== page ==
Windows 10 keeps sending your data to Microsoft even if you say stop | PCGamesN

Windows 10 keeps sending your data to Microsoft even if you say stop

Microsoft campus

Windows 10 just can’t get enough of your activity data, even if you tell the OS to stop recording your every action. Apparently Microsoft’s OS will continue to shovel your user data over to its data centres whether you have checked the “Send my activity history to Microsoft” box in your settings or not.

Activity History is a feature introduced into Windows back with the April update. It allows users to “jump back into what you were doing on your device by storing your activity history, including info about websites you browse and how you use apps and services,” according to Microsoft, and is available across signed-in devices.

Users can opt to either have this turned off, their activity stored locally, or their activity sent to Microsoft. Or supposedly anyways. Reports from across the web indicate that whether you switch off the very clearly defined “Send my activity history to Microsoft” button, it doesn’t make any difference to whether your information is sent away. Redditors found that, regardless of setting, their information is still being reported within the Privacy Dashboard.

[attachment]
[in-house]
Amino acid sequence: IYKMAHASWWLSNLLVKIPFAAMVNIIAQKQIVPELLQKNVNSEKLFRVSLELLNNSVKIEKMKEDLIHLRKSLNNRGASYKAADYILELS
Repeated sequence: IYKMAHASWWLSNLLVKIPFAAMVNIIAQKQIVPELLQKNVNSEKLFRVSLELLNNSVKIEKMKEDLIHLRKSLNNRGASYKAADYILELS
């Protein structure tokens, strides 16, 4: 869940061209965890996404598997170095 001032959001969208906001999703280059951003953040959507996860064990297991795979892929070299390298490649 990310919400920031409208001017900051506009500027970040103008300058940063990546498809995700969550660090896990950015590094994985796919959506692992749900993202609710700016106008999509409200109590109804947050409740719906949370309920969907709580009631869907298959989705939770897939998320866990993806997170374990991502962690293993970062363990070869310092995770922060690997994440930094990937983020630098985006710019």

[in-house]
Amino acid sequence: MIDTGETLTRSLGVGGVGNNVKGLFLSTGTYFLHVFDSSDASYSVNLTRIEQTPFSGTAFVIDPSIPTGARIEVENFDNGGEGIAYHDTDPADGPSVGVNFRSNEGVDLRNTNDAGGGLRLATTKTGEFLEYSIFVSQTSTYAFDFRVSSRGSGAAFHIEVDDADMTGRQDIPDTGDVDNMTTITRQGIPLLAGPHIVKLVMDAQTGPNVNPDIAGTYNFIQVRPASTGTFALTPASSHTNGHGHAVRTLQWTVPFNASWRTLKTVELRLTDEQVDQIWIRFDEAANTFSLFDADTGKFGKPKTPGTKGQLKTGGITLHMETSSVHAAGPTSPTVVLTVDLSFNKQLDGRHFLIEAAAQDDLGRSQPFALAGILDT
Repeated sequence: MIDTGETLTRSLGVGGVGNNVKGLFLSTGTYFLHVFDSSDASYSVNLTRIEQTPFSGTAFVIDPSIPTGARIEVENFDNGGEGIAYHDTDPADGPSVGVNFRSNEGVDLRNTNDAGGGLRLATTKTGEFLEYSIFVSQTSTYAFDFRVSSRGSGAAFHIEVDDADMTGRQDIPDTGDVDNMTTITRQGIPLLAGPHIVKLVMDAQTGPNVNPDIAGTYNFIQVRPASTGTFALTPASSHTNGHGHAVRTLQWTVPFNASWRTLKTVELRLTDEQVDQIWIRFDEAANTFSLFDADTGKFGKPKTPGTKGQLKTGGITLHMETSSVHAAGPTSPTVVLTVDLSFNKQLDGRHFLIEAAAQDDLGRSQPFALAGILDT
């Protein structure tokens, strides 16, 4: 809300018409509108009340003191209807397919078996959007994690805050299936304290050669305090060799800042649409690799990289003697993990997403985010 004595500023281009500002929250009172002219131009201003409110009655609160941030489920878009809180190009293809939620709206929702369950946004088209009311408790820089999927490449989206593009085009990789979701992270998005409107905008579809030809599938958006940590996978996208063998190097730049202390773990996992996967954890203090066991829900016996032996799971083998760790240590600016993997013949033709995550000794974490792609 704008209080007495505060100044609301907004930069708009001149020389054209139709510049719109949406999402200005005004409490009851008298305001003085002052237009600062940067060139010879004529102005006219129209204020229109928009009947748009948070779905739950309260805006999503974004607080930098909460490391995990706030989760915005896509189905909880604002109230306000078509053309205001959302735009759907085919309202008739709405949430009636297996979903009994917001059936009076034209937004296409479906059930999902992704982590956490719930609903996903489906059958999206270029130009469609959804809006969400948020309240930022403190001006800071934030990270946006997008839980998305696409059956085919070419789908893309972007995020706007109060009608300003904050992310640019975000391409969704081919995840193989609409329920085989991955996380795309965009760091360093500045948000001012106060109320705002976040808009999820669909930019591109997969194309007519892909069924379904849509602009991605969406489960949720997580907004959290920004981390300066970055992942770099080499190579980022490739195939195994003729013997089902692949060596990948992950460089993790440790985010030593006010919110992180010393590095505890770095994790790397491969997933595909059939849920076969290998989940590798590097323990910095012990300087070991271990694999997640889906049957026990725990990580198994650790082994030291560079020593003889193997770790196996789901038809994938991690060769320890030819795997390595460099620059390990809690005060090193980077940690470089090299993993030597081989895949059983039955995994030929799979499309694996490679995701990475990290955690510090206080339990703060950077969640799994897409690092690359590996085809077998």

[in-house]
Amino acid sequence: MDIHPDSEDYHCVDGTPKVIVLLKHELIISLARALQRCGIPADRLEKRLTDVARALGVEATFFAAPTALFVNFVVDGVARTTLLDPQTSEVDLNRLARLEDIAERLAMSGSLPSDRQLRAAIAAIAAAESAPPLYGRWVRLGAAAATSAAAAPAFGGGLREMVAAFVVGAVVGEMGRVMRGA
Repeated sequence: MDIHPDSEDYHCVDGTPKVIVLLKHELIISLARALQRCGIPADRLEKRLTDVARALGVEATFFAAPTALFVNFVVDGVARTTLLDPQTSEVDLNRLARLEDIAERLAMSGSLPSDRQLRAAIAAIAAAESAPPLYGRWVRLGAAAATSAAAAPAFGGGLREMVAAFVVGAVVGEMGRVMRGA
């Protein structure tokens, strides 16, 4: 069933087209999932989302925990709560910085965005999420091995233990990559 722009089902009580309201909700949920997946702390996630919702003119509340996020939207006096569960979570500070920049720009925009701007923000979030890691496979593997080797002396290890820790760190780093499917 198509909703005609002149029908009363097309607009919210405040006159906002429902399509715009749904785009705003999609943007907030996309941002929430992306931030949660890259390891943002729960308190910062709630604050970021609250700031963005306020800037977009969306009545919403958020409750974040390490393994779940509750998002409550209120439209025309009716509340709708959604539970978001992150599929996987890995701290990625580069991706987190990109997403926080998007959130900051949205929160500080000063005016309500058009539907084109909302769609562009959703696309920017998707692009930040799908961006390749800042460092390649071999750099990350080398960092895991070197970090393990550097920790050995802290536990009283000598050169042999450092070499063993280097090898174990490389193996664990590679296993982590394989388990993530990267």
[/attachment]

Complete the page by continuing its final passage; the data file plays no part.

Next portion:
Microsoft has confirmed to The Register that there is indeed a “naming issue” between Activity History and the Privacy dashboard, and it is working on a fix within a future update. It also confirmed that you need to visit two places to turn off sharing your Activity History:

  • Uncheck the aforementioned checkbox in Settings/Privacy/Activity History
  • Switch diagnostics over to ‘basic’ within Settings/Privacy/Diagnostics & feedback.

Microsoft activity history

But users are still miffed that the very clearly outlined checkbox to not send your data doesn’t actually work as you might assume it to. Not only public perception is at risk, either. With the EU very much on the prowl for privacy breaches, Microsoft runs the risk of the privacy bailiffs knocking at the door, fine in hand, if it’s found in breach of GDPR’s strict data privacy provisions.

Clicking on links in articles to retailers or publishers may mean we earn a small commission.